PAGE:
I'd be interested in seeing Laurie's research. I've some US papers that
mention this as well.
I've twice, in 26 years, been guiding birders who have either entered
private property or gone into sensitive habitat. The last one, a woman just
a few months ago, entered a preschool grounds after a bird. A few have been
disgruntled when I refused to play tapes to call up birds in particular
The biggest issue in the Top End that I'm aware of is birders entering the
sewage ponds without a permit, resulting in management becoming very upset
to the point of threatening to arrest them. Consequently, access to the
ponds has been further tightened.
However, in my experience up here, combat or gonzo birders (as they're
called in the US) tend to put themselves at risk more than the birds, for
instance insisting on going out when it's very hot and humid. Two, whom I
refused to accompany one stinking hot afternoon, later collapsed with heat
The desire to systematise eg by stamp collecting or twitching, seems to be a
feature of the male brain according to research I've read.
Denise Lawungkurr Goodfellow
PO Box 3460 NT 0832, AUSTRALIA
Ph. 61 08 89 328306
Mobile: 04 386 50 835
Birdwatching and Indigenous tourism consultant
http://www.theloveofood.com (Rowan Goodfellow Thompson)
on 3/11/09 9:40 PM, Chris Sanderson at wrote:
> Hi Tim,
> I believe in the UK a small number of rare birds have died from constant
> harassment leading to an inability to feed to recover from a long trip.
> This is possibly what Peter is referring to? Also I hear from various
> sources of cases where twitchers (usually identity unknown) have been
> observed by landholders to tresspass to look for birds. This still appears
> to be a sadly common occurrence, though as you say, its not fair to tar all
> twitchers with that brush as I know many who wouldn't enter a property
> without permission. However those that do give all birders, not just
> twitchers, a bad name with the general public.
> I will say this though, a recent study by our own Dr Laurie Knight showed
> that the more fanatical a twitcher is, the less they care about
> conservation. That's hard data from a fairly broad survey there (I hope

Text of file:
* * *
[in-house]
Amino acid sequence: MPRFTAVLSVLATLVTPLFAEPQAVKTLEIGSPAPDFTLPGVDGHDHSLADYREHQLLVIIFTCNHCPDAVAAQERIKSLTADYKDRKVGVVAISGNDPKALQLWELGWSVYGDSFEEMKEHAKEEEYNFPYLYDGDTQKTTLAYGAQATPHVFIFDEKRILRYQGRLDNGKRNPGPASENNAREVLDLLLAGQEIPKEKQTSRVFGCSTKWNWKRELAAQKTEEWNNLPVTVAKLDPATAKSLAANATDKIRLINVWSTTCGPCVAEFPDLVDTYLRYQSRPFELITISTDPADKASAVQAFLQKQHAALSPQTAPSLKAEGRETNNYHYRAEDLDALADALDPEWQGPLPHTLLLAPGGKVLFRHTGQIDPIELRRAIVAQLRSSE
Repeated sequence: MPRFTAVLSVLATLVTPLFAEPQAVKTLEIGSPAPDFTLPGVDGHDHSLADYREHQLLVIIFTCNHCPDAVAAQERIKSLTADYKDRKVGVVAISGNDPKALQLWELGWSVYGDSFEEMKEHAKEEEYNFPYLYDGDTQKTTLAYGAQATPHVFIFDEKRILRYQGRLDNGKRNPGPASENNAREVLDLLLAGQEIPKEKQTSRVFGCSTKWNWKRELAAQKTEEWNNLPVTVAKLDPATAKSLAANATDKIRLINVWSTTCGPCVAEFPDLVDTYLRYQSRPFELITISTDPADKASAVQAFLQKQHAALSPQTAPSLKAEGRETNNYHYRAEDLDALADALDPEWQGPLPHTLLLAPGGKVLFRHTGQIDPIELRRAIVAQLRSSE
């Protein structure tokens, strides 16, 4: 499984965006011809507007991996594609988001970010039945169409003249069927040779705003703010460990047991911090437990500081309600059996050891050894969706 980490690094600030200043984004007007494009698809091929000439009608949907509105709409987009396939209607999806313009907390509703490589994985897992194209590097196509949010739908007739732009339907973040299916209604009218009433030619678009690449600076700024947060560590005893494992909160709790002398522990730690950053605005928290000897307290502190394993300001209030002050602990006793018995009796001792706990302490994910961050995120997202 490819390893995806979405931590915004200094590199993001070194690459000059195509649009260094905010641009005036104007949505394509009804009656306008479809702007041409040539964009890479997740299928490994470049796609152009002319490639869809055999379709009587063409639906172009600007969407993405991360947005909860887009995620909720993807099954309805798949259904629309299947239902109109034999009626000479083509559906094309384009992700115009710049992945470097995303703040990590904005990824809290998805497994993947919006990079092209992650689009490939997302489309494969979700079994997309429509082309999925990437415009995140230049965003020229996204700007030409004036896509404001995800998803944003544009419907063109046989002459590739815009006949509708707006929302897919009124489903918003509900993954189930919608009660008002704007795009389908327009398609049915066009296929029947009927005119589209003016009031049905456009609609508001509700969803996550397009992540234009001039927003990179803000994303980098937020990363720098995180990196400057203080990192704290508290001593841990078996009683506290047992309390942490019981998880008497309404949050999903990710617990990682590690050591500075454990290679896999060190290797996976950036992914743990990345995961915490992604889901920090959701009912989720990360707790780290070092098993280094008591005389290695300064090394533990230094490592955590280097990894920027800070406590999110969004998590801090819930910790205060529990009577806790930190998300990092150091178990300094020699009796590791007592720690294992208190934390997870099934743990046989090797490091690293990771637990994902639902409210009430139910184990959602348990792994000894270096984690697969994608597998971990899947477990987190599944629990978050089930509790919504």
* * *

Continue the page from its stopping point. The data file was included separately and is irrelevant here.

> I've paraphrased your work correctly there Laurie, feel free to jump in if
> I'm misquoting).
> As for earlier questions about collectors, I'd love to hear from someone in
> the customs department, but I know for a fact they are still finding living
> animals being smuggled, and I have little doubt that the same would go for
> dead animals - there are a lot of people for whom collecting skins/specimens
> is akin to stamp collecting (or pokemon for the younger people out there
> reading this...gotta catch em all). Look no further than our own official
> bodies - out there looking to collect one or several of the newly found
> Spotted Quail-Thrush in Far North QLD before they even know if its a new
> species or even how many there are in the population...
> Back to the point at hand. I thought the objection was over GPS
> co-ordinates being given in an open online forum. A general location in the
> email with an offer of directions offline would be fine I would think, as
> suggested by an earlier poster. At least that means someone wanting to
> break the law has to leave evidence in the form of an email if they want the
> On Tue, Nov 3, 2009 at 6:06 PM, Tim Jones <> wrote:
>> What do the 'fanatical Twitchers' do? I reckon this is mostly just
>> sensationalised hearsay. I see so much prattle about the terrible harm they
>> do, but I have yet to see a properly substantiated report of something which
>> has had any serious effect on wildlife and I've been on many, many
>> 'fanatical twitches' in my time.
>> There are a few people who go a bit too far in their pursuit, but most
>> 'fanatical twitchers' are also fanatical conservationists and also want
>> future generations to share their joy of seeing wonderful places and
>> wonderful wildlife.
>> I just wish people would get things in proportion. This kind of statement
>> tars us all with the same brush and just gets us all a bad name.
>> NB I'm not arguing about the need to be judicious with information.
>>> To: ;
>>> Subject: Re: [SPAM] [Birding-Aus] Australian Painted Snipe in Dubbo
>>> Date: Tue, 3 Nov 2009 11:28:29 +1100
>>> CC: ;
>>> Hi Peter, my main concern was the Painted Snipe, and yes I do believe
>>> there are people who would take a Painted Snipe for their collection. Its
>>> different than collecting feathers a subject that as been discussed
>>> on this forum. Collecting feathers appears to be a harmless pastime on
>>> surface but you can imagine someone who as all the feathers of all the
>>> parrot species except for the Night Parrot. I could easily see such a
>>> trying to find out where to find one and going out and shooting it to get
>>> the feather.You only have to see what some of the fanatical Twitchers get
>>> to at times to understand the need to be alert to whom you give
>>> to. Thankfully it is only a small minority that are involved in such